This complex arrangement of forms above shows the beauty of unusual plant combinations allowed to create their own dramatic surprises–here red Helenium, blue Lobelia syphilitica, tall Verbesina alternifolia, and the twisted, gothic squiggles of brown Veronicastrum virginicum seedheads. This is a masterful composition.
Below, in the space between the front garden and the facade of the house, you get a sense of the greater openness of the early Hummelo.
After stepping a few yards back into the front garden, much of that space seems to disappear in the fullness of the garden proper.
That large hedge you see is actually a tunnel. There’s a great deal more going on here than I have space to explore in this blog post …
… because we still have to see the back garden, where the nursery used to be, and Piet’s studio. Below, between the back of the house and the back garden, is a kind of perennial and grass anteroom, to give the visitor a kind of breathing space, analogous to a musical interlude, before plunging into the garden proper.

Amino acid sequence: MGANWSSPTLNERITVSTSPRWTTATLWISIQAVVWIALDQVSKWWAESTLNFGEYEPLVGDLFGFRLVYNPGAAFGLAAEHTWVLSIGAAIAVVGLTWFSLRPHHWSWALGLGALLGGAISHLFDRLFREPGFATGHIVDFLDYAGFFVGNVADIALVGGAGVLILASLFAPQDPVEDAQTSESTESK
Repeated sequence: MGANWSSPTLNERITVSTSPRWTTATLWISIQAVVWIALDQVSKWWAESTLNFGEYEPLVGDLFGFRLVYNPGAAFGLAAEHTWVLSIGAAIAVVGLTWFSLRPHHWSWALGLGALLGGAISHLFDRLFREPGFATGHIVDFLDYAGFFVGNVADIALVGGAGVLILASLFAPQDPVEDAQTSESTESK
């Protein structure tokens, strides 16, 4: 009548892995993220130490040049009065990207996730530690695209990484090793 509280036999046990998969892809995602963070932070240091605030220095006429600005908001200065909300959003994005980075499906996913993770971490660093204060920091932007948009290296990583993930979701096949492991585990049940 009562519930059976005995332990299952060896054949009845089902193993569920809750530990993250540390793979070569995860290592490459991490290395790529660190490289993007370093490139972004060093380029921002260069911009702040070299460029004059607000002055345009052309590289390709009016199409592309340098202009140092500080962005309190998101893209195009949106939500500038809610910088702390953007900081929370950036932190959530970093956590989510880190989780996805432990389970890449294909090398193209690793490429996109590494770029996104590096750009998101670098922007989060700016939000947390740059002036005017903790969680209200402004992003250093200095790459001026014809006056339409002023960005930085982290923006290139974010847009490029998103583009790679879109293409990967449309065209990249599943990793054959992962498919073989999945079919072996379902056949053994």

Piet invited the group to view the garden from above, and took us all up to the roof of the studio. This is what we saw.
Though I’d never been in the garden before, I quite clearly remember photos of the back garden soon after the nursery had been cleared away and initial plantings had been completed. The garden then was much leaner, with Calamagrostis acutiflora ‘Karl Foerester’ used like sentinels throughout. Those Calamagrostis plantings have grown much larger and fuller now. You can see how their golden late summer color almost dominates at this time of year.
Above, the back garden looking from the other side of the studio roof. Large masses of Joe Pye Weed dominate near the studio but a huge variety of perennials and grasses compete in the space beyond.